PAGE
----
The agony of Female Genital Mutilation by Yamika Khanna

The close overlap between the religious rights and child rights has resulted in the overlook of child rights by the societal fabric due to their traditional mindset and non flexible approach in accomodating a change. One such example of child rights being treated as a secondary responsibility which tends to lose it’s significance in front of the religious traditions is the practice of Female Genital Mutilation in Bohra Muslim Community.
According to World Health Organization (WHO), Female Genital Mutilation/Cutting (FGM/C) comprises all procedures involving partial or total removal of the external female genitalia or other injury to the female genital organs for non-medical reason. It is mainly carried out on girls between the ages of 1 and 15 years.
The practice existing within the Bohra community involves at the very least, the cutting of the prepuce or the clitoral hood, which clearly falls under Type 1(a) of the definition of FGM/C as set out by the WHO. It is usually performed by Mullanis – women who have a semi-religious standing, by traditional cutters, or by any woman with some experience.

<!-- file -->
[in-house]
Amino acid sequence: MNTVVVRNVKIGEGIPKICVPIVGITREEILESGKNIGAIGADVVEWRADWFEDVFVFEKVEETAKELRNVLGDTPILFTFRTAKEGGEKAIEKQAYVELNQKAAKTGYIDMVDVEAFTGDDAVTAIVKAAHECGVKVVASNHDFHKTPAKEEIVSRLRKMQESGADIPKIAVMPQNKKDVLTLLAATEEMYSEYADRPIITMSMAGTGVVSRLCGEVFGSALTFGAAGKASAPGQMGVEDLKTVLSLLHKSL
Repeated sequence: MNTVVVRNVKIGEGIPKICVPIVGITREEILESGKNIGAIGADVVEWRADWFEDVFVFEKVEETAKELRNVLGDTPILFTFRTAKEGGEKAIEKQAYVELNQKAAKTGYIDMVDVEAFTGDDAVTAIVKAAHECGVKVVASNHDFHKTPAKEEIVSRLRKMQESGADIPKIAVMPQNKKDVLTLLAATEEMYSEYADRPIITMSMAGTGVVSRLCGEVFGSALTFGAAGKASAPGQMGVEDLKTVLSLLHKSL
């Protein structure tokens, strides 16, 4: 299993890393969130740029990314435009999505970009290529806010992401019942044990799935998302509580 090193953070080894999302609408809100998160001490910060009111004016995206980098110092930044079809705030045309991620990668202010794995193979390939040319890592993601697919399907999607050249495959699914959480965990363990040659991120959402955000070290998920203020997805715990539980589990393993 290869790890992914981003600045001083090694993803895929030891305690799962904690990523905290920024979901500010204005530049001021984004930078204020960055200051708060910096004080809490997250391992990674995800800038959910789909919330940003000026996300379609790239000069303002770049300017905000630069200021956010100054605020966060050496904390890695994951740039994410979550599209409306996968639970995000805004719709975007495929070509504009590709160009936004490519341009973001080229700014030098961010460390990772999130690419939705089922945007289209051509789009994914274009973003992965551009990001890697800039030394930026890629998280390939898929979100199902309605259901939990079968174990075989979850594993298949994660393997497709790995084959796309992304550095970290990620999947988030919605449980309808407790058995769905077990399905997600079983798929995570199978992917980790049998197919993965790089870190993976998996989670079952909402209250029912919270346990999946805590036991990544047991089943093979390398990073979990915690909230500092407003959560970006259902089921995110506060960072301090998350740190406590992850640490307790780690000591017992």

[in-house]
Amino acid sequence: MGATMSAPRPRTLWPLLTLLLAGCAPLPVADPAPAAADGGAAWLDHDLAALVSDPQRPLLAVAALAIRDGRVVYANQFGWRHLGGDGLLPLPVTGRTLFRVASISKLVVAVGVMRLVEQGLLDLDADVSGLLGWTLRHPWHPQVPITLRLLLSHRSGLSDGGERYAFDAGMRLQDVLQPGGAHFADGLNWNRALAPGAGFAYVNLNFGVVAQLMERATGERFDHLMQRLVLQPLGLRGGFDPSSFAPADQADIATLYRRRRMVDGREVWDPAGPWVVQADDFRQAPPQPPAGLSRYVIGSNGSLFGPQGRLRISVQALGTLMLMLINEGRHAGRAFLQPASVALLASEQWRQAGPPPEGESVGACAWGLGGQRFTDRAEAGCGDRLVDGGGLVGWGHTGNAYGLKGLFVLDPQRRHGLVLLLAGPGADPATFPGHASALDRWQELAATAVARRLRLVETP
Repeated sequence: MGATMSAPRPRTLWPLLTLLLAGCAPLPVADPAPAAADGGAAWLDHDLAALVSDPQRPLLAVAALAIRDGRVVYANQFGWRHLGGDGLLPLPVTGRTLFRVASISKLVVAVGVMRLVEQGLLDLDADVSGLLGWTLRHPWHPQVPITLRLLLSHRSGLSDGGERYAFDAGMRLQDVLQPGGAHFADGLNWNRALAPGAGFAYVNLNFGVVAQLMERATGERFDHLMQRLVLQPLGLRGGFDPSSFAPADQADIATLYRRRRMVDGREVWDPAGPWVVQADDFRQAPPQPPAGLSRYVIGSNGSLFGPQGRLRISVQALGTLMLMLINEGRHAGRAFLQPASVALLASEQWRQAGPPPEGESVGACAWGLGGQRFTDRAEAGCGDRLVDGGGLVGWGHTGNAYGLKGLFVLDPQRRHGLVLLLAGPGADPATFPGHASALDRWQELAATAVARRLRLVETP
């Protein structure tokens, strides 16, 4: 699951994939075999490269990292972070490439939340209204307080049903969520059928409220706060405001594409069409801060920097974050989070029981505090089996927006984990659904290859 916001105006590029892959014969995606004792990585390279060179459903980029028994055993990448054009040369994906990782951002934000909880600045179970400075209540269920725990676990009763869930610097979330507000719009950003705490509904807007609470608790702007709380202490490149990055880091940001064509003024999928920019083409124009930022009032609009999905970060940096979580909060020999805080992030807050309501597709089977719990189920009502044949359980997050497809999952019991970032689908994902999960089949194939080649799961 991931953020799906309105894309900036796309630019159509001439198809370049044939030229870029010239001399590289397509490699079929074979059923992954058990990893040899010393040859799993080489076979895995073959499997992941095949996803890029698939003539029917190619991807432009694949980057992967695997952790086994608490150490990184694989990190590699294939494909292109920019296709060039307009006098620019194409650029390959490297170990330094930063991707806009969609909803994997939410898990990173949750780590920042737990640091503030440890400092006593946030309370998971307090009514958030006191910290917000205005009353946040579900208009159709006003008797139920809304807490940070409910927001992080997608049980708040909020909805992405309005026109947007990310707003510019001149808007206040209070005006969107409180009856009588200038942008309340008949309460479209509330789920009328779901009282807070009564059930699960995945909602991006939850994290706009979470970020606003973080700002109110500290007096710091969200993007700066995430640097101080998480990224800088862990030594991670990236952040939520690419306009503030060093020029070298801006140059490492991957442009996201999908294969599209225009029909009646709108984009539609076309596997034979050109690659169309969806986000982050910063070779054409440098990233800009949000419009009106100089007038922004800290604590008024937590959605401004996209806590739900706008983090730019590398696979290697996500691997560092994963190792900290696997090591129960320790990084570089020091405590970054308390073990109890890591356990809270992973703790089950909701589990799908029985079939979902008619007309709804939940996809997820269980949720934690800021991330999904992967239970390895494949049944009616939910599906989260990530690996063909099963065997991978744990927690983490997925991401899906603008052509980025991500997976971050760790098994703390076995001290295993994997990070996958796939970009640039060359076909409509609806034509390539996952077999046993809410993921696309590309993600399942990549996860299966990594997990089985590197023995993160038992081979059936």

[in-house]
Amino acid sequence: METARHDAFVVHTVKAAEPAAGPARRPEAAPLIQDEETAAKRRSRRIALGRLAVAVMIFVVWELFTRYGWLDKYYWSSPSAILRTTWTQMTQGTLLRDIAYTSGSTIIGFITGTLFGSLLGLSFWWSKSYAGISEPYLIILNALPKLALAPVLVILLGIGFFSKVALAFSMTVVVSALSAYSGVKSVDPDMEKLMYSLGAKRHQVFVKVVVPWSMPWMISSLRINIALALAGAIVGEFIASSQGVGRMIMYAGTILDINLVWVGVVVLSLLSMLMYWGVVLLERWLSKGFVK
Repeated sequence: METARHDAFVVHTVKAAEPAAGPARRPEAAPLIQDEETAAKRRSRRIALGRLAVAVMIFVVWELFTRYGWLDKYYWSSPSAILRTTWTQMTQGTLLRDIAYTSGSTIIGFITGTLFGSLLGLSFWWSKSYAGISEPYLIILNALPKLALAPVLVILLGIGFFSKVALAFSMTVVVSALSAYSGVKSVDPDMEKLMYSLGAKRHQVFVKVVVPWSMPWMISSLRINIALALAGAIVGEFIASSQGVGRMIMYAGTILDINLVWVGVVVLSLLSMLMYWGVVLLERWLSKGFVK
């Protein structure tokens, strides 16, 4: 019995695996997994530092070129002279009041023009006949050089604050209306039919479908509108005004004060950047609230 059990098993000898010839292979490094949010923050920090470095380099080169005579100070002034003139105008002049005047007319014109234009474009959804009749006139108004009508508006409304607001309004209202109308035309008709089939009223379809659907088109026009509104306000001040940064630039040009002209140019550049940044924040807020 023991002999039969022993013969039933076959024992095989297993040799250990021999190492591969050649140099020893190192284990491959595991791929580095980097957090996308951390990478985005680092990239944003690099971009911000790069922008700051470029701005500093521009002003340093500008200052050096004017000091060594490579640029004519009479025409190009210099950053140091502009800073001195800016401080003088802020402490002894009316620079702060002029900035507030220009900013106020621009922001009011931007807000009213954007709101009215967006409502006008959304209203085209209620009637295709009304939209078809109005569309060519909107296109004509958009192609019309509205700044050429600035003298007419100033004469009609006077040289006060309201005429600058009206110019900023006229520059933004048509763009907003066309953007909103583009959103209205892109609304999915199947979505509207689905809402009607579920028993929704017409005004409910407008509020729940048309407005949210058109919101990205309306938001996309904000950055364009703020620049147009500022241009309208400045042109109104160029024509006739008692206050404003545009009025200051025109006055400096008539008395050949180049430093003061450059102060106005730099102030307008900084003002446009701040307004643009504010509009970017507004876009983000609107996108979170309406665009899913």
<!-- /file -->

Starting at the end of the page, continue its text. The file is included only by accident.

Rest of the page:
The fundamental issue with the procedural implementation of this practice lies in the non-medical method adopted, by granting Mullanis the authority to indulge in such a sensitive medical act. The Mullanis aren’t trained professionals, hence they are not equipped with the knowledge to medically operate on the human body and this leads to severe adverse implications such as improper care during the process of mutilation, non-maintenance of hygiene and spread of serious infection due to medical negligence.
The barbaric practice of female genital mutilation leads to several severe adverse physical, sexual as well as mental effects such as severe pain, excessive bleeding, mental block and trauma, urinal issues, pregnancy and childbirth complications, menstrual problems, keloids, sexually transmitted diseases amongst others. Therefore, this process is extremely dangerous for the health of a young girl child in short as well as long term.
Moreover, this practice is fundamentally in contradiction with the basic principles of child and women rights recognised both internationally as well as domestically. The major legal provisions that the practice violates are Article 14 and 21 of the Indian Constitution, Section 320 in The Indian Penal Code, Section 3 of the Protection of Children from Sexual Offences Act, 2012 (POCSO Act), The Goa Children’s Act, 2003 (GC Act) under Section 2(y)(i), The National Policy for Children, 2013 , UN General Assembly adopted a resolution on the elimination of female genital mutilation amongst several other provisions.
The sphere of Female Genital Mutilation as a practice of child abuse has been overlooked for a long time and needs to be addressed in the present to protect more girl children from being victims of such an abuse that leaves a long term mark on their physical, mental as well as emotional health and wellness.

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